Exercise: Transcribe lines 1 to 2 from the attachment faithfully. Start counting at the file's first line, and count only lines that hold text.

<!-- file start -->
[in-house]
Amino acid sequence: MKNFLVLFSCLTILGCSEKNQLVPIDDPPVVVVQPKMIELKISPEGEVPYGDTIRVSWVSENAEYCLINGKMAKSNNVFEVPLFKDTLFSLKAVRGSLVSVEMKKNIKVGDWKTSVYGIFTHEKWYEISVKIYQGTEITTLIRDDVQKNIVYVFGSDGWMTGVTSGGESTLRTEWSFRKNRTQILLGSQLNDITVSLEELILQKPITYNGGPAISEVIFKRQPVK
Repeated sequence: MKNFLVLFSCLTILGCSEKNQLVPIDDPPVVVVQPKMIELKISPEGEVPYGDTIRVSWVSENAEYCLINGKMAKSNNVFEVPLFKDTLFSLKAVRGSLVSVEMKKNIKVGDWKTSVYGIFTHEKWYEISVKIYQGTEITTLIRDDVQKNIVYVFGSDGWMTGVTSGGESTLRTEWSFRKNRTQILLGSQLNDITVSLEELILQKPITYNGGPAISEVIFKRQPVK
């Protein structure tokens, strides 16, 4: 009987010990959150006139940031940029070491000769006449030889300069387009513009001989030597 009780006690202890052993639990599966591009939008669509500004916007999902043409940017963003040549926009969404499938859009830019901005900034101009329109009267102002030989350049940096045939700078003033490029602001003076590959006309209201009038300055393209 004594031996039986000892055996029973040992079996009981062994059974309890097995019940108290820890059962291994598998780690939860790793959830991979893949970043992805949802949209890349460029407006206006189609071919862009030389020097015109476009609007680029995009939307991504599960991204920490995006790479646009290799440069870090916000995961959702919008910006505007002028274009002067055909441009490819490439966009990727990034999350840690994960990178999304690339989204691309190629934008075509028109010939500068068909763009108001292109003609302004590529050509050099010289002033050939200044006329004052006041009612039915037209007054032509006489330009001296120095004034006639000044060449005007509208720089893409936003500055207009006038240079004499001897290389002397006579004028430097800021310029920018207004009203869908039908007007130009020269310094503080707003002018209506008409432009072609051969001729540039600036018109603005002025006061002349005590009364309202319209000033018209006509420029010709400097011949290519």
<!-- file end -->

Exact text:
[in-house]
Amino acid sequence: MKNFLVLFSCLTILGCSEKNQLVPIDDPPVVVVQPKMIELKISPEGEVPYGDTIRVSWVSENAEYCLINGKMAKSNNVFEVPLFKDTLFSLKAVRGSLVSVEMKKNIKVGDWKTSVYGIFTHEKWYEISVKIYQGTEITTLIRDDVQKNIVYVFGSDGWMTGVTSGGESTLRTEWSFRKNRTQILLGSQLNDITVSLEELILQKPITYNGGPAISEVIFKRQPVK